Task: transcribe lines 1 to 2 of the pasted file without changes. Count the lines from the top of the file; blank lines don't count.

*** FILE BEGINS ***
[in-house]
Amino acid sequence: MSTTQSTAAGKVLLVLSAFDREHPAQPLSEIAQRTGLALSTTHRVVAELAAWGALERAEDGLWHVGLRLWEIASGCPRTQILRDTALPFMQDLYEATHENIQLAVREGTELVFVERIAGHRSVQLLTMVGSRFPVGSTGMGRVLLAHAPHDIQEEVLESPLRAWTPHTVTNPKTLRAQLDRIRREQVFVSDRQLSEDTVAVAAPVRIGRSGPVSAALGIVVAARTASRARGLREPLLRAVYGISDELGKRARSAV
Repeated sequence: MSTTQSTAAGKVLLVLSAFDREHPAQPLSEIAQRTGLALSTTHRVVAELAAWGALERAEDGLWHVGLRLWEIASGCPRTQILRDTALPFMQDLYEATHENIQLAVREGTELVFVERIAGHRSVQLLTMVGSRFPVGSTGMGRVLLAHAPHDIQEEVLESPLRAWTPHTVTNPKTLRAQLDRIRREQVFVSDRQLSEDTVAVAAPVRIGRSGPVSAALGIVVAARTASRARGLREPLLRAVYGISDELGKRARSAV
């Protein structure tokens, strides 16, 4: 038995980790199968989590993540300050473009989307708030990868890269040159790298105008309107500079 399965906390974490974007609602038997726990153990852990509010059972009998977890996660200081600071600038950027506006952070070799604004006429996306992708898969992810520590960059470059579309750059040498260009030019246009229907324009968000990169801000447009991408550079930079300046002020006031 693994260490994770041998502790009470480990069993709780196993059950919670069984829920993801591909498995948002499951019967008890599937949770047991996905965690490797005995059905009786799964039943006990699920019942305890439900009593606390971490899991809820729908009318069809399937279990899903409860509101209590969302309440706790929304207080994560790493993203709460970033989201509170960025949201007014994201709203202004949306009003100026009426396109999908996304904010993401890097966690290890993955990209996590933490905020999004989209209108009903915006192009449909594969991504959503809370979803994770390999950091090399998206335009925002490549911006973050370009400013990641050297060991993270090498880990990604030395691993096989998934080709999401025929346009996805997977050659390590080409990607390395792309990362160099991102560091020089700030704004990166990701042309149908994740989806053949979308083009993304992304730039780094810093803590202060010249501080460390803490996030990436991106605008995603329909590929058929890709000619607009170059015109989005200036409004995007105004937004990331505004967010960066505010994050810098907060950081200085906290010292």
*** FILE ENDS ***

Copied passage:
[in-house]
Amino acid sequence: MSTTQSTAAGKVLLVLSAFDREHPAQPLSEIAQRTGLALSTTHRVVAELAAWGALERAEDGLWHVGLRLWEIASGCPRTQILRDTALPFMQDLYEATHENIQLAVREGTELVFVERIAGHRSVQLLTMVGSRFPVGSTGMGRVLLAHAPHDIQEEVLESPLRAWTPHTVTNPKTLRAQLDRIRREQVFVSDRQLSEDTVAVAAPVRIGRSGPVSAALGIVVAARTASRARGLREPLLRAVYGISDELGKRARSAV